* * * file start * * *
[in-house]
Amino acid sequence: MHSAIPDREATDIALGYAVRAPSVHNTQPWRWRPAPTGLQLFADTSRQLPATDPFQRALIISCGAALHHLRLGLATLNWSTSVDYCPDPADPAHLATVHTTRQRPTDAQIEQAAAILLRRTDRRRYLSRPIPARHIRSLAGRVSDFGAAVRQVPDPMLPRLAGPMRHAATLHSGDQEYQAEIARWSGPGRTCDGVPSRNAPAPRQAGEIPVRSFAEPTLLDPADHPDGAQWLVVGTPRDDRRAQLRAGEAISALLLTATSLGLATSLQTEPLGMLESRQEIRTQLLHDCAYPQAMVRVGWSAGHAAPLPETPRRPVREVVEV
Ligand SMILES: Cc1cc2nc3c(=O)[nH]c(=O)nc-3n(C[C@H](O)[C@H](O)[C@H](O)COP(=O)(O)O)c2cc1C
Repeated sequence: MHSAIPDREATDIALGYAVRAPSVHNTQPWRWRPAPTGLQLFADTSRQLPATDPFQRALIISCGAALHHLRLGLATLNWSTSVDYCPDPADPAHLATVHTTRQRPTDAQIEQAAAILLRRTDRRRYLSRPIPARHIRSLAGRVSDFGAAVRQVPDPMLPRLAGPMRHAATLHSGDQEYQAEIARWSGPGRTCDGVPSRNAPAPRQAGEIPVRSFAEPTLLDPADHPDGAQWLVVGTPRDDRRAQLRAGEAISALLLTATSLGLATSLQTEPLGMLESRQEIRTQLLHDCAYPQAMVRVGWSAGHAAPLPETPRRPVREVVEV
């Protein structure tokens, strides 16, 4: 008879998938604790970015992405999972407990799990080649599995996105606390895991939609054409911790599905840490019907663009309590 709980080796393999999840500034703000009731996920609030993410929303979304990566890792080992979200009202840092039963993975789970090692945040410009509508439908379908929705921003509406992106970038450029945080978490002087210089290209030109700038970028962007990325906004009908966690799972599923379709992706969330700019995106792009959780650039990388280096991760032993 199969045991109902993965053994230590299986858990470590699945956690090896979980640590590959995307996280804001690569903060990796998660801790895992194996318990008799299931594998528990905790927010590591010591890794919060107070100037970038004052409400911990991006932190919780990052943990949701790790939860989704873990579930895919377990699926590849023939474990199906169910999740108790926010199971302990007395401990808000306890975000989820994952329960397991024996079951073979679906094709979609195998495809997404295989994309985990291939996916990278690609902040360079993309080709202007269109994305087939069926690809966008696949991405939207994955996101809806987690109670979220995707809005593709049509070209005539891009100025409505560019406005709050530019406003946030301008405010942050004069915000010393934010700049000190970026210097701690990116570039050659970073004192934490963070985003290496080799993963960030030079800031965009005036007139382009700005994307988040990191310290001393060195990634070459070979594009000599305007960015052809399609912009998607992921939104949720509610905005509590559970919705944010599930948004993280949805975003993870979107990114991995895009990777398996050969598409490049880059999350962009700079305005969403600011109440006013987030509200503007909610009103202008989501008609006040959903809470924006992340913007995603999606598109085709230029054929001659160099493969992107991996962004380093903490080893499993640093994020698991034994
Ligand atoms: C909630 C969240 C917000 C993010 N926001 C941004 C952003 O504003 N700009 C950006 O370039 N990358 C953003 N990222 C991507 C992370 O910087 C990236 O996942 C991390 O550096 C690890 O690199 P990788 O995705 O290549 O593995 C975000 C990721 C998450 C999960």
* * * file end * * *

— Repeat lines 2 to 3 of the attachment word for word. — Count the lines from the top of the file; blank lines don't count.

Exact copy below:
Amino acid sequence: MHSAIPDREATDIALGYAVRAPSVHNTQPWRWRPAPTGLQLFADTSRQLPATDPFQRALIISCGAALHHLRLGLATLNWSTSVDYCPDPADPAHLATVHTTRQRPTDAQIEQAAAILLRRTDRRRYLSRPIPARHIRSLAGRVSDFGAAVRQVPDPMLPRLAGPMRHAATLHSGDQEYQAEIARWSGPGRTCDGVPSRNAPAPRQAGEIPVRSFAEPTLLDPADHPDGAQWLVVGTPRDDRRAQLRAGEAISALLLTATSLGLATSLQTEPLGMLESRQEIRTQLLHDCAYPQAMVRVGWSAGHAAPLPETPRRPVREVVEV
Ligand SMILES: Cc1cc2nc3c(=O)[nH]c(=O)nc-3n(C[C@H](O)[C@H](O)[C@H](O)COP(=O)(O)O)c2cc1C